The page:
Analysis

Somalia Joins Global Effort to Fight Illegal Fishing at Ports

This analysis was updated on Dec. 17, 2015 to reflect that Seychelles had also previously ratified the PSMA and that Somalia is now the fourth African country to ratify the agreement.

The African nation of Somalia has ratified the Port State Measures Agreement (PSMA), according to paperwork filed with the United Nations Food and Agriculture Organization. The international treaty is intended to prevent illicitly caught and traded fish from being laundered through the world’s ports.

The waters off Somalia have long attracted illegal activities. For several years over the past decade, the risk of piracy drove most vessels away from this area off the Horn of Africa, but now fishing is making a comeback. That means illegal fishing could once again threaten the region’s fish stocks and economy.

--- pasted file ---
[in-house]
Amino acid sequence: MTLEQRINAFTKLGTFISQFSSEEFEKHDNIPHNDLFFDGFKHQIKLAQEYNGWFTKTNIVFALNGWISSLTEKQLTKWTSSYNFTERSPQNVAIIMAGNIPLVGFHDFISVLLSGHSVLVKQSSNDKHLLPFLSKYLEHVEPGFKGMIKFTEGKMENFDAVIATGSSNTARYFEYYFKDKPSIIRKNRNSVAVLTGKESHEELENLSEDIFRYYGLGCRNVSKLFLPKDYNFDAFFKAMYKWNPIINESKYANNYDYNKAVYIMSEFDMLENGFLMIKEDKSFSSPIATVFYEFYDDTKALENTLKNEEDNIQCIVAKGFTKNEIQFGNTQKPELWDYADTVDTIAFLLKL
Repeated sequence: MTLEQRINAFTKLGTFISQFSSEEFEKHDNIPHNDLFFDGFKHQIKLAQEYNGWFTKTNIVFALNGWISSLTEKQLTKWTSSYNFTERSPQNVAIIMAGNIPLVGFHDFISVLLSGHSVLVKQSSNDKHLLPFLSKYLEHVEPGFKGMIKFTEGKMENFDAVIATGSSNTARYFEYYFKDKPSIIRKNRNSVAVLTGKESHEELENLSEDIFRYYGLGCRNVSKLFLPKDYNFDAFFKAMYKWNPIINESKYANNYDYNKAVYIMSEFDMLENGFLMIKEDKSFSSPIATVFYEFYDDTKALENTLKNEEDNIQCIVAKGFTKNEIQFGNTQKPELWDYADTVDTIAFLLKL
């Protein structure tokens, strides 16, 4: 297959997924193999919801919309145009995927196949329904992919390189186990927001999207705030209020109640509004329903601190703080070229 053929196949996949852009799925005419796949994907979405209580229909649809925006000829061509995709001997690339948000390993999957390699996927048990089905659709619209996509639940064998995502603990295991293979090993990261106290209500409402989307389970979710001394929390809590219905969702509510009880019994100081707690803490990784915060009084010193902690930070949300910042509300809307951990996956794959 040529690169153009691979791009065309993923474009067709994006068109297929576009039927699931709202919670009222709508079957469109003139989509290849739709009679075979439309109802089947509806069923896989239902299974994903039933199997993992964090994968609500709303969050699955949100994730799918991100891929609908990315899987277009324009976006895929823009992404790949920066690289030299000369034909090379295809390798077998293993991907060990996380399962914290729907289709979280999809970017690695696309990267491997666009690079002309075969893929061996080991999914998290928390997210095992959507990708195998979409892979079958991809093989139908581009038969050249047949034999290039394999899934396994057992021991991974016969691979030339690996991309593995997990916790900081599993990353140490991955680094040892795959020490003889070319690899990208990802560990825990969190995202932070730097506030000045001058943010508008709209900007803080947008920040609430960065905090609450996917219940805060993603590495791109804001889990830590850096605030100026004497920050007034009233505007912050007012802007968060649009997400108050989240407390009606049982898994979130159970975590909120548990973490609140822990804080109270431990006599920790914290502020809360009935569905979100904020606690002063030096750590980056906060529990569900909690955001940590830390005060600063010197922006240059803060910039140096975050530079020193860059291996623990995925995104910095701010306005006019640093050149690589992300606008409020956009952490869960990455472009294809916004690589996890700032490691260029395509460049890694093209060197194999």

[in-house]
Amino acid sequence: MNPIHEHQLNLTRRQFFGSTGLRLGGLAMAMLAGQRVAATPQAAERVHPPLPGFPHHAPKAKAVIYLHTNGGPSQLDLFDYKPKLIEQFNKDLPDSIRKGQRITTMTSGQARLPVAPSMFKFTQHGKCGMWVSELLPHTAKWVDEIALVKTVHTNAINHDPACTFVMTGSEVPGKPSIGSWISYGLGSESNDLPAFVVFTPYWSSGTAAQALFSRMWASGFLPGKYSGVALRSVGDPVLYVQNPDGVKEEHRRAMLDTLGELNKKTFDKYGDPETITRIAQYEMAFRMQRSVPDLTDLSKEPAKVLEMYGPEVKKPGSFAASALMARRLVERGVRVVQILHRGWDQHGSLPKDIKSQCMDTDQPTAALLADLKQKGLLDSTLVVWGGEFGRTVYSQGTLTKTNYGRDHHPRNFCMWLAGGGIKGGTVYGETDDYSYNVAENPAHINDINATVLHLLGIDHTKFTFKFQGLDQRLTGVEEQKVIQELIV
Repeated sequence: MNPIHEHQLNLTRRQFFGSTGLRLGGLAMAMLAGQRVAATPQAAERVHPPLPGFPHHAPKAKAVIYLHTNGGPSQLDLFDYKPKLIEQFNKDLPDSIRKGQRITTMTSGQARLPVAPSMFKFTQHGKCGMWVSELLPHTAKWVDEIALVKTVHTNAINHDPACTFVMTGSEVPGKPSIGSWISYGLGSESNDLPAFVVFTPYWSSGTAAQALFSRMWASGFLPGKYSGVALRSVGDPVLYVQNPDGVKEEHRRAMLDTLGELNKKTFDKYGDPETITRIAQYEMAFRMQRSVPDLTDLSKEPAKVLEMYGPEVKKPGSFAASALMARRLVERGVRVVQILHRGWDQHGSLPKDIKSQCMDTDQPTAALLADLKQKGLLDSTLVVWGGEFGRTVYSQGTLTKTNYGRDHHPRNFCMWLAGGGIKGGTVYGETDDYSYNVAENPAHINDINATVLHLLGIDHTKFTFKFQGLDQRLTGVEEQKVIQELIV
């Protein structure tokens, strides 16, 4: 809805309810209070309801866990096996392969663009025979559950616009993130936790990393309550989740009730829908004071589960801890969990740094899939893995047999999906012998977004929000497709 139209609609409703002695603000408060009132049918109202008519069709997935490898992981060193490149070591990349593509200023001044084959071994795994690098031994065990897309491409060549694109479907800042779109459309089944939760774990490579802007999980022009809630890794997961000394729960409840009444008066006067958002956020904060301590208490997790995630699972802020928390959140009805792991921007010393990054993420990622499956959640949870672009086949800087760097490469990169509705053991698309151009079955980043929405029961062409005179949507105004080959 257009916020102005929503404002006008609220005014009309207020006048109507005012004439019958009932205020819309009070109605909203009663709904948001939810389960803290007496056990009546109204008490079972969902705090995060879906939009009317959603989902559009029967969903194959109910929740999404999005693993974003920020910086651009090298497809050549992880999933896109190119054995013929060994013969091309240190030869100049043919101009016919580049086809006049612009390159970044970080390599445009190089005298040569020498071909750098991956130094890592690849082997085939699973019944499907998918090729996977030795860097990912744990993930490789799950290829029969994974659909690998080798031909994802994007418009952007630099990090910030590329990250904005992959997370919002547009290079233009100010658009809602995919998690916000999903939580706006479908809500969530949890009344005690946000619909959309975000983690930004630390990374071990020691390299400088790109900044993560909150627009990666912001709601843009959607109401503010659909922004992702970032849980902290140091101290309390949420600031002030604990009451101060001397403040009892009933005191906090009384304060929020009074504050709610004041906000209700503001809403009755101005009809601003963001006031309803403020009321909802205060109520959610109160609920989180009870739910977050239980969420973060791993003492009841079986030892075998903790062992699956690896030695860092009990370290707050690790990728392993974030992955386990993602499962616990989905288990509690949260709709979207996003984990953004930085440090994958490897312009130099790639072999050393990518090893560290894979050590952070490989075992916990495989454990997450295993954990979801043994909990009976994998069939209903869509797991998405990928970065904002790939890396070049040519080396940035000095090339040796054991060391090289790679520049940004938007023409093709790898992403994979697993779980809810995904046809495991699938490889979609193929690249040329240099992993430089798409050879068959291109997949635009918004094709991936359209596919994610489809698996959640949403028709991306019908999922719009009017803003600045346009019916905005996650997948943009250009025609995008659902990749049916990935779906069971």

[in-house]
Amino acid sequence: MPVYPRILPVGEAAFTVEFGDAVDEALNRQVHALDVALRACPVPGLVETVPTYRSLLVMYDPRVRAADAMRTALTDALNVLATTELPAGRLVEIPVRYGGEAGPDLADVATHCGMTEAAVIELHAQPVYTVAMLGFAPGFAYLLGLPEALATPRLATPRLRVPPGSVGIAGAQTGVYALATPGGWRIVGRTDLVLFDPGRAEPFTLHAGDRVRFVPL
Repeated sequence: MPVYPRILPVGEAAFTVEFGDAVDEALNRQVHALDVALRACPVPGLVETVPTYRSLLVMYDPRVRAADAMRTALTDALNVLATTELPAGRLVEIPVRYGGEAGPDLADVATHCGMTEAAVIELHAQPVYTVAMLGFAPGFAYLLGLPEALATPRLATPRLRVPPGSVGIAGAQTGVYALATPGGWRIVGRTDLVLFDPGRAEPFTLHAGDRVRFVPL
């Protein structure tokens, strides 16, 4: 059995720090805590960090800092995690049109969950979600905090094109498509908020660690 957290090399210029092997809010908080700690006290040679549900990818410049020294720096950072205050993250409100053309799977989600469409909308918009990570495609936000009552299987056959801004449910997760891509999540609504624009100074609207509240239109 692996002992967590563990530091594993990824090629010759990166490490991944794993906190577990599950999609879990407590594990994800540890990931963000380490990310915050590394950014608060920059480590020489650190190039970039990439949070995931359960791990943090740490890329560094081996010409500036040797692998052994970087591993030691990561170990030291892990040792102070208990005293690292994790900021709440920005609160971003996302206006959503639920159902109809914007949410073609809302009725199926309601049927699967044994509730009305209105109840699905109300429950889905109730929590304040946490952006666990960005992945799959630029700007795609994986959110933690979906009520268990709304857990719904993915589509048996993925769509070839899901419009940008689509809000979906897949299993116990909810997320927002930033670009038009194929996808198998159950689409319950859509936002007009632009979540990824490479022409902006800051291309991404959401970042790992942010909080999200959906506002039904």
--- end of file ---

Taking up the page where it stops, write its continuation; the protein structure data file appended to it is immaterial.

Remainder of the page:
By ignoring the rules, vessels engaged in illegal, unreported, and unregulated (IUU) fishing haul in up to $23.5 billion worth of seafood every year around the world. Somalia ratified the PSMA on Nov. 9, sending a strong signal that the nation’s ports are closed to seafood caught by illegal operators.  

In another demonstration of leadership in this fight, Somalia has asked to join the FISH-i Africa network. This would allow the government to take part in information-sharing and cooperative regional efforts to spur enforcement action against illegal fishing operators in the western Indian Ocean.

Somalia joins Gabon, Mozambique and Seychelles to become the fourth African country to ratify the PSMA (see interactive map). More African nations are expected to approve this cost-effective approach to stopping illegal catch from entering the market. The agreement will become legally binding once 25 governments adopt legislation. So far, 16 countries have ratified the measure.

Tony Long directs the ending illegal fishing project for The Pew Charitable Trusts.

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